Given the current state of the world, we thought we’d cheer ourselves up with a look back at some of the most hilarious vintage fragrance ads of yore.
Now that we’re firmly in the 20s, we’re feeling distinctly nostalgic for all things vintage anyway – but it’s easy to forget how drastically advertising styles change over the years. What once was ultra cool can turn to cringe in the blink of an eye. YouTube is the gift that keeps on giving, as far as viewing vintage adverts is concerned, and there’s a whole host of fragrance ads that range from the unintentionally hilarious to the downright dodgy. We’ve rounded up some more of our favourites to keep you smiling for the rest of the week…
There’s a distinctly Monty Python-esque feeling to this advert from 1969. At any moment, one expects a character to ask, ‘Alright, but apart from the sanitation, the medicine, education, wine, public order, irrigation, roads, the fresh-water system, and public health, what have the Romans ever done for us?’ To which, according to this advert, we can now add: Bacchus Cologne. He’s not the messiah, he’s a very smelly boy!
Lasers, leotards, smoke machines… could this be the dawn of the 1980s by any chance? This couldn’t be more thrillingly of its it time (1981 to be precise) if it tried, and we even have SCIENCE (along with some nifty robotic dance moves, which I’m pretty sure we’ll all be breaking out down the club this weekend) to back up their claims of ‘pheremones’ in every bottle of Jovan Andron, that are ‘guaranteed to attract.’ Attract what, we’re not quite sure. Stifled laughter?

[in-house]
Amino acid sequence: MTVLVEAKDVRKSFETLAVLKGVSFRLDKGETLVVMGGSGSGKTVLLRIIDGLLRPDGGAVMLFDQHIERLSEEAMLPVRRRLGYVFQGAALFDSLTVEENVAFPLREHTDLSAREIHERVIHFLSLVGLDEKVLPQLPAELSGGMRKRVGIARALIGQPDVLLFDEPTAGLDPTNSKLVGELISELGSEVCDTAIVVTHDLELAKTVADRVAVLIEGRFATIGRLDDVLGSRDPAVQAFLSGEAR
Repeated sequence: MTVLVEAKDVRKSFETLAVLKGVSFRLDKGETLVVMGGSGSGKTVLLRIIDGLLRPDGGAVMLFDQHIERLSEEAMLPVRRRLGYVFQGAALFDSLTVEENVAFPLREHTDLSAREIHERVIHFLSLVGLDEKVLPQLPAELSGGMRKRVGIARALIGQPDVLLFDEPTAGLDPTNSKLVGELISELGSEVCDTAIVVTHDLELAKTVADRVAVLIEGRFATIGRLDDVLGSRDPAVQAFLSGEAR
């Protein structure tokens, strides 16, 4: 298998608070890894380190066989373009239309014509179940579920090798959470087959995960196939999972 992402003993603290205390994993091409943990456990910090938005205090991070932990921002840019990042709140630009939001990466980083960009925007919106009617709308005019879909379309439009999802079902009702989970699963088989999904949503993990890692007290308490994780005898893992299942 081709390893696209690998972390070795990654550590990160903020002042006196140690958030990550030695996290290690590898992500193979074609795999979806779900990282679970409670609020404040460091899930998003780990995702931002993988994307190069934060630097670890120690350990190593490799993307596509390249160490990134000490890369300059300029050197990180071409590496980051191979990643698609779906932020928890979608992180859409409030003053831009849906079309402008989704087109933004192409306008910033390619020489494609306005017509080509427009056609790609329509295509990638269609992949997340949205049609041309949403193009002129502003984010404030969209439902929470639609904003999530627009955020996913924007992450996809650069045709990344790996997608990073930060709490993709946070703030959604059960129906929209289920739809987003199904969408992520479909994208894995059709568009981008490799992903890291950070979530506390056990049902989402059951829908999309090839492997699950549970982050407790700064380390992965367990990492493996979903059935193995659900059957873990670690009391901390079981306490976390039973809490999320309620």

We can imagine the storyboard the advertising team created before filming this advert for Hawk Cologne in 1981, showing a ‘man who reaches higher’ – embodying all the freedom and graceful power of a bird of prey as he effortlessly conquers the rock he’s climbing. Unfortunately, the images somehow don’t match the voiceover, because what we see is a rather gormless chap with a bowl haircut looking for all the world like he’d need nanny’s instructions to climb the stairs to bed. Ah well, it probably looked good on paper.
This woman is not on the verge of a complete breakdown, she’s just ‘a little bit Kiku.’ That’s all. It’s 1969 and she’s fine, okay? She’s just changing her mood every two seconds and wearing a salad bowl on her head. She’s NEVER BEEN BETTER, thank you. In fact, aren’t all women, ‘a little bit Kiku?’ Well perhaps, but in public we try to hide it. Now take that off your head, Sandra, and come with us. We’ve all been rather concerned about you…
It’s not merely the yellowish hue that makes this 1976 advert look like a cheese dream: we think the people behind this campaign had been at the last of the Camenbert. In an unfathomably long sequence, we see Charles Bronson gawping weirdly at a piano player, then burst through the doors of his own appartment and begin stripping as though he’s joined the Chippendales, all while smoking a pipe. The name of the fragrance? Mandom. Of course it is. Pass the Brie.
Brilliant British perfumer Nancy Meiland has announced an exciting event as part of the Artwave Festival in Lewes – a screening of the magnificent Les Parfums film, followed by an interactive fragrant talk by Nancy…
‘Artwave is the annual festival of artists and makers from Lewes, Seaford, Newhaven and the surrounding villages.